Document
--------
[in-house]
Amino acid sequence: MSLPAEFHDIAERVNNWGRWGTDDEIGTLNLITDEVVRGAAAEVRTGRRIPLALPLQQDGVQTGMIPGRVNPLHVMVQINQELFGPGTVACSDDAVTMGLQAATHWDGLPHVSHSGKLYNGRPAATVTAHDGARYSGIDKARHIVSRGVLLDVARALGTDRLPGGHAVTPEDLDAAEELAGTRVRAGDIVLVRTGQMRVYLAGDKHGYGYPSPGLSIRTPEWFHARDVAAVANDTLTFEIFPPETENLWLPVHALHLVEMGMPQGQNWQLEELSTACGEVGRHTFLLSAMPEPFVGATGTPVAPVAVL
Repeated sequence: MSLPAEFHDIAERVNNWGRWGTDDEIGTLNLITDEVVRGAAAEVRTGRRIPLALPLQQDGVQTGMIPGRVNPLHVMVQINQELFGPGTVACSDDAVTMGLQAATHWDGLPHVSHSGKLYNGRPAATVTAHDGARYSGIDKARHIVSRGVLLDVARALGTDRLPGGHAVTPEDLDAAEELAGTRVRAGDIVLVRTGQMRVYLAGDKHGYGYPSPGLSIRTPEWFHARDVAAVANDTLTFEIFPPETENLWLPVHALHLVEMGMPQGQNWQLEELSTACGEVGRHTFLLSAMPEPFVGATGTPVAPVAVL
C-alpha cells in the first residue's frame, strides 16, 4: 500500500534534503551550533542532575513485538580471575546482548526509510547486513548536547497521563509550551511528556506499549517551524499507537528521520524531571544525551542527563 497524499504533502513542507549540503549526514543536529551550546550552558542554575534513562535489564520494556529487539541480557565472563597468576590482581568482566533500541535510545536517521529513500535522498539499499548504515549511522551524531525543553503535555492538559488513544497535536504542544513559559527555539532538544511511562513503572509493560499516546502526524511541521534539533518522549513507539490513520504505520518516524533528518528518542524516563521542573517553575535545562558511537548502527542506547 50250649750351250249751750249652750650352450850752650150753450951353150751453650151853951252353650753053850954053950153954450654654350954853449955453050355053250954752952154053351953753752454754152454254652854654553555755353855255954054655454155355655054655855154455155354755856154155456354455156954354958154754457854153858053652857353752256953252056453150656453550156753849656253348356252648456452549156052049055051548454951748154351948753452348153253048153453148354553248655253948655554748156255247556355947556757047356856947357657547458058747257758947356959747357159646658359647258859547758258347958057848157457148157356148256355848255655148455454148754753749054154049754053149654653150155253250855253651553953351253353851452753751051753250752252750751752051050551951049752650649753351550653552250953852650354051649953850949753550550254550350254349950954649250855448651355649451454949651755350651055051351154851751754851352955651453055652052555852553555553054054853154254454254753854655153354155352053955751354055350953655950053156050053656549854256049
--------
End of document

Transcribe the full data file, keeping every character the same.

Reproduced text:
[in-house]
Amino acid sequence: MSLPAEFHDIAERVNNWGRWGTDDEIGTLNLITDEVVRGAAAEVRTGRRIPLALPLQQDGVQTGMIPGRVNPLHVMVQINQELFGPGTVACSDDAVTMGLQAATHWDGLPHVSHSGKLYNGRPAATVTAHDGARYSGIDKARHIVSRGVLLDVARALGTDRLPGGHAVTPEDLDAAEELAGTRVRAGDIVLVRTGQMRVYLAGDKHGYGYPSPGLSIRTPEWFHARDVAAVANDTLTFEIFPPETENLWLPVHALHLVEMGMPQGQNWQLEELSTACGEVGRHTFLLSAMPEPFVGATGTPVAPVAVL
Repeated sequence: MSLPAEFHDIAERVNNWGRWGTDDEIGTLNLITDEVVRGAAAEVRTGRRIPLALPLQQDGVQTGMIPGRVNPLHVMVQINQELFGPGTVACSDDAVTMGLQAATHWDGLPHVSHSGKLYNGRPAATVTAHDGARYSGIDKARHIVSRGVLLDVARALGTDRLPGGHAVTPEDLDAAEELAGTRVRAGDIVLVRTGQMRVYLAGDKHGYGYPSPGLSIRTPEWFHARDVAAVANDTLTFEIFPPETENLWLPVHALHLVEMGMPQGQNWQLEELSTACGEVGRHTFLLSAMPEPFVGATGTPVAPVAVL
C-alpha cells in the first residue's frame, strides 16, 4: 500500500534534503551550533542532575513485538580471575546482548526509510547486513548536547497521563509550551511528556506499549517551524499507537528521520524531571544525551542527563 497524499504533502513542507549540503549526514543536529551550546550552558542554575534513562535489564520494556529487539541480557565472563597468576590482581568482566533500541535510545536517521529513500535522498539499499548504515549511522551524531525543553503535555492538559488513544497535536504542544513559559527555539532538544511511562513503572509493560499516546502526524511541521534539533518522549513507539490513520504505520518516524533528518528518542524516563521542573517553575535545562558511537548502527542506547 50250649750351250249751750249652750650352450850752650150753450951353150751453650151853951252353650753053850954053950153954450654654350954853449955453050355053250954752952154053351953753752454754152454254652854654553555755353855255954054655454155355655054655855154455155354755856154155456354455156954354958154754457854153858053652857353752256953252056453150656453550156753849656253348356252648456452549156052049055051548454951748154351948753452348153253048153453148354553248655253948655554748156255247556355947556757047356856947357657547458058747257758947356959747357159646658359647258859547758258347958057848157457148157356148256355848255655148455454148754753749054154049754053149654653150155253250855253651553953351253353851452753751051753250752252750751752051050551951049752650649753351550653552250953852650354051649953850949753550550254550350254349950954649250855448651355649451454949651755350651055051351154851751754851352955651453055652052555852553555553054054853154254454254753854655153354155352053955751354055350953655950053156050053656549854256049